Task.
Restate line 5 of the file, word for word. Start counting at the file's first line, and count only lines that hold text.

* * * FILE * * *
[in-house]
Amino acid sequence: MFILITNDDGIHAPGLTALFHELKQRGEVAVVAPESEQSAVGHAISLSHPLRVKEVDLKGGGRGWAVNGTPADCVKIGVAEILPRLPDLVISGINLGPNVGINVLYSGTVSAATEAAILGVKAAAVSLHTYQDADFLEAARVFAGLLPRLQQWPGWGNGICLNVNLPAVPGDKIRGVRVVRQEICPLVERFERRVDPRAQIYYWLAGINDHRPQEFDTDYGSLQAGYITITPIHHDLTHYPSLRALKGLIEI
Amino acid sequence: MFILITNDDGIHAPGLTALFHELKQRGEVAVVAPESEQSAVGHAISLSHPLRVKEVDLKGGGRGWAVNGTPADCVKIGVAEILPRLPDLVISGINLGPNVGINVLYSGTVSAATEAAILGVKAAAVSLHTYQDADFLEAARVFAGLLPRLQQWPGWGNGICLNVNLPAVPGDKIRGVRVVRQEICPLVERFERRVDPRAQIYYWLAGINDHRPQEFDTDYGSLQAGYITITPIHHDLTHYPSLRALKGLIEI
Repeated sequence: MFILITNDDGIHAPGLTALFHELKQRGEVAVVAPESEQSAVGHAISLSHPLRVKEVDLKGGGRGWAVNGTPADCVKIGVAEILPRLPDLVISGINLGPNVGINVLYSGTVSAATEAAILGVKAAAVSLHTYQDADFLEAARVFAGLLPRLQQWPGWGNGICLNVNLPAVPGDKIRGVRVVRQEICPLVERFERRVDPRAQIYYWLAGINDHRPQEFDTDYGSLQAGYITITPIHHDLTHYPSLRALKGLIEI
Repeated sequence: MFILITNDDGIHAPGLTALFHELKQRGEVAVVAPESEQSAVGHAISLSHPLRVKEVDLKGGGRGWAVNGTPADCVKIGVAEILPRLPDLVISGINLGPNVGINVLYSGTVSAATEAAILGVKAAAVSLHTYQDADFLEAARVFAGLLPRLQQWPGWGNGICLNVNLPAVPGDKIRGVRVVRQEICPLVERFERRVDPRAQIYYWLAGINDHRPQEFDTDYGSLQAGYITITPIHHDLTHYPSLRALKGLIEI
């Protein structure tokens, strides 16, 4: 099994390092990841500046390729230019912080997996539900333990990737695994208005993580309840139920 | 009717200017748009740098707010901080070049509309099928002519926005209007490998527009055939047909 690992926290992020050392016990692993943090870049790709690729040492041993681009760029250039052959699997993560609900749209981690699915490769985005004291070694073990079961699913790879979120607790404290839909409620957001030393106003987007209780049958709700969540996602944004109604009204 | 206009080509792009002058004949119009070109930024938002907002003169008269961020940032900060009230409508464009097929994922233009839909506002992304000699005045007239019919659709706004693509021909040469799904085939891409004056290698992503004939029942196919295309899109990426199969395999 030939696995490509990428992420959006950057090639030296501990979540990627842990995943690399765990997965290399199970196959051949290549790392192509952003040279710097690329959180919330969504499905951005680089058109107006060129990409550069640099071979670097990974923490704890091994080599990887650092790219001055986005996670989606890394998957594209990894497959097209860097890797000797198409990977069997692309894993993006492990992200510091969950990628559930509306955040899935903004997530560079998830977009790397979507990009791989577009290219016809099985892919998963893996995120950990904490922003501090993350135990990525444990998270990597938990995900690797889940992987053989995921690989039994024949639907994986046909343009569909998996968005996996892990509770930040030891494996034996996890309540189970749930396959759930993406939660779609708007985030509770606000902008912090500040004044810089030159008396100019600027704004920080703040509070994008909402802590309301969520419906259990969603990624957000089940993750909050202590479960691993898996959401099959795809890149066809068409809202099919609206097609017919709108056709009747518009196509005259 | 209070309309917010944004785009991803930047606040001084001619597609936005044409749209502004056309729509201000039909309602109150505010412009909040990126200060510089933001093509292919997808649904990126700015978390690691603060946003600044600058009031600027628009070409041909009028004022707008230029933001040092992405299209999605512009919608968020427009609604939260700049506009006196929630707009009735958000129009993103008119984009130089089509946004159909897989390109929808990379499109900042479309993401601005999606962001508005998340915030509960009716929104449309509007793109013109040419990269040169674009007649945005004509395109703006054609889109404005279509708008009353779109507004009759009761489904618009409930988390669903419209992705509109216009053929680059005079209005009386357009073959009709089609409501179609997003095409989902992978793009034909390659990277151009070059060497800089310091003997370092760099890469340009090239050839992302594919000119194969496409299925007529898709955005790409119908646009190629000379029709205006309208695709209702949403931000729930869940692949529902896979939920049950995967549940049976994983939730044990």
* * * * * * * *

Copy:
Repeated sequence: MFILITNDDGIHAPGLTALFHELKQRGEVAVVAPESEQSAVGHAISLSHPLRVKEVDLKGGGRGWAVNGTPADCVKIGVAEILPRLPDLVISGINLGPNVGINVLYSGTVSAATEAAILGVKAAAVSLHTYQDADFLEAARVFAGLLPRLQQWPGWGNGICLNVNLPAVPGDKIRGVRVVRQEICPLVERFERRVDPRAQIYYWLAGINDHRPQEFDTDYGSLQAGYITITPIHHDLTHYPSLRALKGLIEI